Book Talk Tuesday, Introduction to the Devout Life, Part 3, Chapter 32

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CHAPTER XXXII. Of Forbidden Amusements.

DICE, cards, and the like games of hazard, are not merely dangerous
amusements, like dancing, but they are plainly bad and harmful, and
therefore they are forbidden by the civil as by the ecclesiastical law.
What harm is there in them? you ask. Such games are unreasonable:–the
winner often has neither skill nor industry to boast of, which is
contrary to reason. You reply that this is understood by those who
play. But though that may prove that you are not wronging anybody, it
does not prove that the game is in accordance with reason, as victory
ought to be the reward of skill or labour, which it cannot be in mere
games of chance. Moreover, though such games may be called a
recreation, and are intended as such, they are practically an intense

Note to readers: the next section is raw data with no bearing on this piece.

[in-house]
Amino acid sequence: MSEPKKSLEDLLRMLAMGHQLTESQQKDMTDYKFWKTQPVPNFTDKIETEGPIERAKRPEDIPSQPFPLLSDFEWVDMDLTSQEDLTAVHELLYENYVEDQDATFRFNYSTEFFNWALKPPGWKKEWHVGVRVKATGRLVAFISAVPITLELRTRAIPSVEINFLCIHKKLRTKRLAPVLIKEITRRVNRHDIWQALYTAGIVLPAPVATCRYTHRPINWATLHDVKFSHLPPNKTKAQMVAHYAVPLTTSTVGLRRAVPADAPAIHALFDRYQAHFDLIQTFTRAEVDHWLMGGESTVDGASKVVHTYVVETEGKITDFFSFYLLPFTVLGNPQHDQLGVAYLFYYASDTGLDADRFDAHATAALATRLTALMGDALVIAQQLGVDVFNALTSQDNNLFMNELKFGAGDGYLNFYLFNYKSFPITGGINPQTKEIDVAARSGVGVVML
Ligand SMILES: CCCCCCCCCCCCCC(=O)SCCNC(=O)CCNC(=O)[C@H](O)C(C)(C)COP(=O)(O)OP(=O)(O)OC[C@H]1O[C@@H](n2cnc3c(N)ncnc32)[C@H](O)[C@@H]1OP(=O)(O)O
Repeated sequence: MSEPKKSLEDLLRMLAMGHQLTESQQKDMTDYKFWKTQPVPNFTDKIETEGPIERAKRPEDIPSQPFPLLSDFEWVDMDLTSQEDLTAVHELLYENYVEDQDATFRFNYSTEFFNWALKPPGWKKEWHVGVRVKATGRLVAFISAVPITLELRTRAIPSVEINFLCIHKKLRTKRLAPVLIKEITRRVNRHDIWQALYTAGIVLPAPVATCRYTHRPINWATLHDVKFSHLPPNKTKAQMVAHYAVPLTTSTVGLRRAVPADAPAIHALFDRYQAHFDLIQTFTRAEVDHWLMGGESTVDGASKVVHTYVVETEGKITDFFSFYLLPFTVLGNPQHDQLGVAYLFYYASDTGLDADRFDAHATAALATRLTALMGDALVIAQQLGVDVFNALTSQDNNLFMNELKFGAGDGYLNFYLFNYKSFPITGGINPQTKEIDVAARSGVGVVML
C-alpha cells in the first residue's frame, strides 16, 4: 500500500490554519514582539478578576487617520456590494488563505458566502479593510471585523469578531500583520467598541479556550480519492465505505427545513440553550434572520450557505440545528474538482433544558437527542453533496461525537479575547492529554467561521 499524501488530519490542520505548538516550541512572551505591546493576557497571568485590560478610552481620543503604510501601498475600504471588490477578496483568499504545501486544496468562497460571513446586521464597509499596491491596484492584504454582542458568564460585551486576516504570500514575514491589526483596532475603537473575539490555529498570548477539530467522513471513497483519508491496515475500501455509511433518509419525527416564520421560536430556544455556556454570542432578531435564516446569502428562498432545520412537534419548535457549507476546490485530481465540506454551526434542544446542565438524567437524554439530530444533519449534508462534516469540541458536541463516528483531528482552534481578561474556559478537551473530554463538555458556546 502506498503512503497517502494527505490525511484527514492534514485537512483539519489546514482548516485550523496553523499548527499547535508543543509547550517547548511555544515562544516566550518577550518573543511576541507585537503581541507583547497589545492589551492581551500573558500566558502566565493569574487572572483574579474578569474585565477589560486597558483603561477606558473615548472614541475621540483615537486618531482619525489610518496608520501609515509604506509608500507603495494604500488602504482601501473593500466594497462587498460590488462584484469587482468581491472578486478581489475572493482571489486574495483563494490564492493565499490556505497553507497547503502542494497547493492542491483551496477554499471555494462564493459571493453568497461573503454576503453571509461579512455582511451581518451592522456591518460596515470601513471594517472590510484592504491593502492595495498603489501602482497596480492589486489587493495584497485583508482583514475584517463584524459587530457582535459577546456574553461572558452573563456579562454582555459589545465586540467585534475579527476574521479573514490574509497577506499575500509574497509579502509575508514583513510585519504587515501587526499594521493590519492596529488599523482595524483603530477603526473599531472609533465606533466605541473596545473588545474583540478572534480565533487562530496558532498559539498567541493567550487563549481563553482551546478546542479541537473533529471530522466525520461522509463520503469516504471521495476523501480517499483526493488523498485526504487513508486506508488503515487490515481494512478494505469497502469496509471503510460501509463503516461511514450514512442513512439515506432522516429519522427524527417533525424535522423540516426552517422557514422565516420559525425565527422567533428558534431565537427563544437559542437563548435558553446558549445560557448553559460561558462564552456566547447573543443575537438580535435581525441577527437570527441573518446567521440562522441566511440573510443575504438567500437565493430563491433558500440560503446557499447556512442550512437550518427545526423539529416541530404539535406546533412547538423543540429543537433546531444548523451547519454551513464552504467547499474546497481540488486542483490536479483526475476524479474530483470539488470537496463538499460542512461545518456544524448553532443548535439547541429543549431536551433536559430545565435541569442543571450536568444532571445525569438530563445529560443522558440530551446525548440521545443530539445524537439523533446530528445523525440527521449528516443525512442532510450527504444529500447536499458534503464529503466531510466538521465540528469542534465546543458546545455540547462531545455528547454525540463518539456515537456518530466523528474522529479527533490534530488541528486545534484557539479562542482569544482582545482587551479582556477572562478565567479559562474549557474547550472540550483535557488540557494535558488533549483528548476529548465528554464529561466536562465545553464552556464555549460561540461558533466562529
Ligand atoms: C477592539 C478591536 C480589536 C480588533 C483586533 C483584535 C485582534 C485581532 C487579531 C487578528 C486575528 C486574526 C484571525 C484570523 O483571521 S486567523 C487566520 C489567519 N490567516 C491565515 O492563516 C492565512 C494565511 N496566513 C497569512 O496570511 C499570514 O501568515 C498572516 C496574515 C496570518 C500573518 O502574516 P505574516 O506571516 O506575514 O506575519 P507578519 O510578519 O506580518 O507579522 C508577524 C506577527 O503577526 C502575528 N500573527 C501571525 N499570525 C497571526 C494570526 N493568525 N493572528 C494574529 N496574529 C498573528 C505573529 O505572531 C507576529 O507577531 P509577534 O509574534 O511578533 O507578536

occupation. Is it not an occupation, when a man’s mind is kept on the
stretch of close attention, and disturbed by endless anxieties, fears
and agitations? Who exercises a more dismal, painful attention than the
gambler? No one must speak or laugh,–if you do but cough you will
annoy him and his companions. The only pleasure in gambling is to win,
and this cannot be a satisfactory pleasure, since it can only be
enjoyed at the expense of your antagonist. Once, when he was very ill,
S. Louis heard that his brother the Comte d’Anjou and Messire Gautier
de Nemours were gambling, and in spite of his weakness the King
tottered into the room where they were, and threw dice and money and
everything out of the window, in great indignation. And the pure and
pious Sara, in her appeal to God, declared that she had never had
dealings with gamblers. [153]
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[153] It is not very clear what S. Francis means by this. In the
English version, Sara only says, “Thou knowest, Lord . . . that I never
polluted my name, nor the name of my father” (Tobit iii. 15). In the
Vulgate the words are “Numquam cum ludentibus miscui me; neque cum his,
qui in levitate ambulant, participem me praebui” (iii. 17).
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